Improving SUV-based Radiation Detector Systems
Carl Britt, III, is a doctoral student of nuclear engineering at the University of Tennessee Knoxville (UTK). A Knoxville native, Britt traveled to the West Coast for the U.S. Department of Homeland Security (DHS) Domestic Nuclear Detection Office (DNDO) Summer Internship Program.
Britt interned at the Lawrence Berkeley National Laboratory (LBNL) in Berkeley, California. There, he gained valuable experience in his field of study: radiation and nuclear detection methods.
The DNDO Summer Internship Program provides opportunities for undergraduate and graduate students to participate in projects at federal research facilities across the United States. Participants assist in addressing issues related to national security and nuclear detection to help DNDO meet its mission of preventing “nuclear terrorism by continuously improving capabilities to deter, detect, respond to, and attribute attacks, in coordination with domestic and international partners” as well as train future generations of scientists.
For his doctoral degree, Britt works with algorithms that aid law enforcement in detecting and finding radiation sources in urban environments by using backpack detector systems. While he was at LBNL, Britt researched radiation detectors outfitted for vehicles, rather than backpacks.
Britt applied to the program because it was very similar to his graduate goals and research, which are also related to radiation detection. Through the internship, he improved his understanding of the research material and his approach to problem solving.
Under the mentorship of Ren Cooper, Ph.D., Britt participated in a project aimed at improving the Mobile Urban Radiation Search (MURS) system. This sport utility vehicle-based system is designed to help law enforcement search for radiation sources in urban settings. Public events in metropolitan areas can be complicated for law enforcement officials responsible for monitoring and ensuring security. Radiation detectors outfitted for vehicles can help solve that problem by enabling officers to be mobile and monitor areas prior to and throughout the event.
The detection system is complex, consisting of a gamma radiation detector which constantly monitors radiation levels, as well as video cameras on the vehicle, light detection and ranging (LiDAR ) instruments and a global positioning system (GPS). The detector uses imaging, advanced detection algorithms and contextual information about the area to provide the operator with sufficient evidence to make decisions, such as evacuations if the situation calls for such measures.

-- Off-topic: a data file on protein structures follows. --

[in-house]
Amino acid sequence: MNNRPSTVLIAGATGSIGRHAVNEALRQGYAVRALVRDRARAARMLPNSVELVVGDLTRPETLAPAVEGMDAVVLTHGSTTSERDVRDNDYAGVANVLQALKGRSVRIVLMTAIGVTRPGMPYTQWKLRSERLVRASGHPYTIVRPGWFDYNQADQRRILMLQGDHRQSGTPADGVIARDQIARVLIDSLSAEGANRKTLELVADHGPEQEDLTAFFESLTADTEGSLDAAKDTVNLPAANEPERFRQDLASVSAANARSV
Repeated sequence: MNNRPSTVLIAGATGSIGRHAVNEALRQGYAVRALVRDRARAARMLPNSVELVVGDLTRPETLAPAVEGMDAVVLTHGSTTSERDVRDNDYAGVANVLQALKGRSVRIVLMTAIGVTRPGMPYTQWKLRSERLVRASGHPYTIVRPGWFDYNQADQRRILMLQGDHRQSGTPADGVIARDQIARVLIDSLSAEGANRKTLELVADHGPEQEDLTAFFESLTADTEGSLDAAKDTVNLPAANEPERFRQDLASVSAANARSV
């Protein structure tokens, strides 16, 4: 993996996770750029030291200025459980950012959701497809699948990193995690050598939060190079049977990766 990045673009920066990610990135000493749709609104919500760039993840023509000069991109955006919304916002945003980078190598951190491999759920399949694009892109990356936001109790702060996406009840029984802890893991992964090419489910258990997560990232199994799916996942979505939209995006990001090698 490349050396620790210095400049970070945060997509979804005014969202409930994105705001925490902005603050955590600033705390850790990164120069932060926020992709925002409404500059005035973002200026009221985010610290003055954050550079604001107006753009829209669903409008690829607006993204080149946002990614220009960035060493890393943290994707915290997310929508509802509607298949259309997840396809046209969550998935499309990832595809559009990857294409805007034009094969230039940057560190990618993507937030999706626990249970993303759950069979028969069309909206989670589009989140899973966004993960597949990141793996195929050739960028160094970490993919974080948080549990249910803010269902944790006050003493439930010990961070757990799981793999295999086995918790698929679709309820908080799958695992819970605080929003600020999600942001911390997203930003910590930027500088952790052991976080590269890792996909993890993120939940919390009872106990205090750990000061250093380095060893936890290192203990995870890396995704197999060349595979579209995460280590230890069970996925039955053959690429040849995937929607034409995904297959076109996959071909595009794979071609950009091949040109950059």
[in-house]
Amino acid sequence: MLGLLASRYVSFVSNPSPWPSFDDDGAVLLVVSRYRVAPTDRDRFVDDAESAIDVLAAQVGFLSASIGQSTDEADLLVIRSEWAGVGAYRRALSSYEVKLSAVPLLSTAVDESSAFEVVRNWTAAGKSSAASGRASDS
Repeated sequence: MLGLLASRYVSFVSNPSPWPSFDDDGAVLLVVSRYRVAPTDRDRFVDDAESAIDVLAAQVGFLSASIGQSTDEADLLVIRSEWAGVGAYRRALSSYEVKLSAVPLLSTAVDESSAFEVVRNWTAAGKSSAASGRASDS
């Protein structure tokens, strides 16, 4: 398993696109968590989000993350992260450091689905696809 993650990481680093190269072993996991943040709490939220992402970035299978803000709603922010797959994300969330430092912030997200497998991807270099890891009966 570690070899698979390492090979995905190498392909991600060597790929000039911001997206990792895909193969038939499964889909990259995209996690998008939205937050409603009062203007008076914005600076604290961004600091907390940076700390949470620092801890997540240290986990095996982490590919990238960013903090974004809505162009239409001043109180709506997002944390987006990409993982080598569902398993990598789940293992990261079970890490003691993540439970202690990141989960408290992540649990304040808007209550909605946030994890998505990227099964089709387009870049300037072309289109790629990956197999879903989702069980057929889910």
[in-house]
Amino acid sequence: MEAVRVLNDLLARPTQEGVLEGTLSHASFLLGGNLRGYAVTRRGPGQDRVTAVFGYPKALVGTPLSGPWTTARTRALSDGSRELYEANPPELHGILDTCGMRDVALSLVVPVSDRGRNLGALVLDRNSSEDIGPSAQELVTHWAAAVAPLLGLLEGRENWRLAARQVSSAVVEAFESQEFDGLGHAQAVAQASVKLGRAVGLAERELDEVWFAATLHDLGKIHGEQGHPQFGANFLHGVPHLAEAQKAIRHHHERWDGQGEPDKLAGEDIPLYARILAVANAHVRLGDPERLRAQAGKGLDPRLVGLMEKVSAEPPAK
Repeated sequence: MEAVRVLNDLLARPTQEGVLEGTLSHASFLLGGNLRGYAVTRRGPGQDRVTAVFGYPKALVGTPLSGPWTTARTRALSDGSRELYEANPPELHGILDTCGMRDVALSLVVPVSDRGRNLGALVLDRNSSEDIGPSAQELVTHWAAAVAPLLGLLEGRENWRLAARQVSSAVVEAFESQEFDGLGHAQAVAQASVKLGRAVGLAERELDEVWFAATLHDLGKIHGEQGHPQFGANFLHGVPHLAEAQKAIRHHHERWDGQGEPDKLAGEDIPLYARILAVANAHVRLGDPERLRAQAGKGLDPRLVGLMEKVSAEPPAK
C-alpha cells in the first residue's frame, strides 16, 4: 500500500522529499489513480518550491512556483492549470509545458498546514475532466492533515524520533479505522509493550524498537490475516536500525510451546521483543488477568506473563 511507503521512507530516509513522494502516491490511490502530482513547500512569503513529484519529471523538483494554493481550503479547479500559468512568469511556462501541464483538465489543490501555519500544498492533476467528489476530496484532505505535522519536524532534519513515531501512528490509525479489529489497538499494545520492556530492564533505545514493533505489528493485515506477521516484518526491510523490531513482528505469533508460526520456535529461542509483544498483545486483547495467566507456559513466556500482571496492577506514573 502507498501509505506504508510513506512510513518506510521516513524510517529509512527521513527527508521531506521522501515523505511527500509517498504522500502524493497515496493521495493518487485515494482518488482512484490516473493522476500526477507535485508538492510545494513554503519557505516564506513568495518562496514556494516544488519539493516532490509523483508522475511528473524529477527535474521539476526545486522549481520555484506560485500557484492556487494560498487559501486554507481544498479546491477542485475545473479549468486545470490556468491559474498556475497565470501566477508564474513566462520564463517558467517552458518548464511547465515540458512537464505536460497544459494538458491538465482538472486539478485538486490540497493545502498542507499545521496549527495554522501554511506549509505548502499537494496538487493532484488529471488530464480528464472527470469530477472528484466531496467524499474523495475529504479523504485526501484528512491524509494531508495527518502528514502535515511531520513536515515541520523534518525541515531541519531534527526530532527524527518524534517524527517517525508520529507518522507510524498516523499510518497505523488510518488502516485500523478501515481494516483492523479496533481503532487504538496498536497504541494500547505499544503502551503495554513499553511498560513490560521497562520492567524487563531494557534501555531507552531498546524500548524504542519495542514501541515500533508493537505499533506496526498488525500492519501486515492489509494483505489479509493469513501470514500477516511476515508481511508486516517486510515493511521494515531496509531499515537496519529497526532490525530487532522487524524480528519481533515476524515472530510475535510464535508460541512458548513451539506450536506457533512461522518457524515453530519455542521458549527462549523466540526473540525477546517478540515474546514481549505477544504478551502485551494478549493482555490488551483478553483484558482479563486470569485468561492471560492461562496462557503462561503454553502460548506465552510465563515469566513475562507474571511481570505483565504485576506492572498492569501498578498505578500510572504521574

MURS is going through a design change, and Britt was charged with investigating the impact of several key design parameters on the ability of the detection system to pinpoint the location of radioactive sources. To do this, Britt characterized the expected performance of the system using synthetic data from a simulation. He also considered other questions regarding MURS design, such as portability of the system and trade-offs between performance and the size, weight and power consumption of the system. His research contributed to efforts to ensure public safety during large scale events.
During his time with DNDO, Britt learned additional tricks and tips in coding, and he improved his technical writing and presentation skills. “I picked up a lot of good habits from [my mentors], and I figured out the skills I need to further develop to be a successful researcher,” Britt said. “I would highly recommend the internship to anyone. Was it hard? Yes, but it was really rewarding.”
“My favorite part was definitely the people,” Britt reflected. “The work was extremely interesting. Each member was so invested in the quality of the product that I feel we all had a substantial impact in the outcome of the project. And what’s surprising is that we all fed off each other’s energy, so despite the amount of work we were doing, it just felt like so much fun,” he said.
Britt returns to the second year of his doctoral program at UTK. In the future, he hopes to work on publications related to his thesis in nuclear detection.
The DNDO Summer Internship Program is funded by DNDO and administered through the U.S. Department of Energy’s (DOE) Oak Ridge Institute for Science and Education (ORISE). ORISE is managed for DOE by ORAU.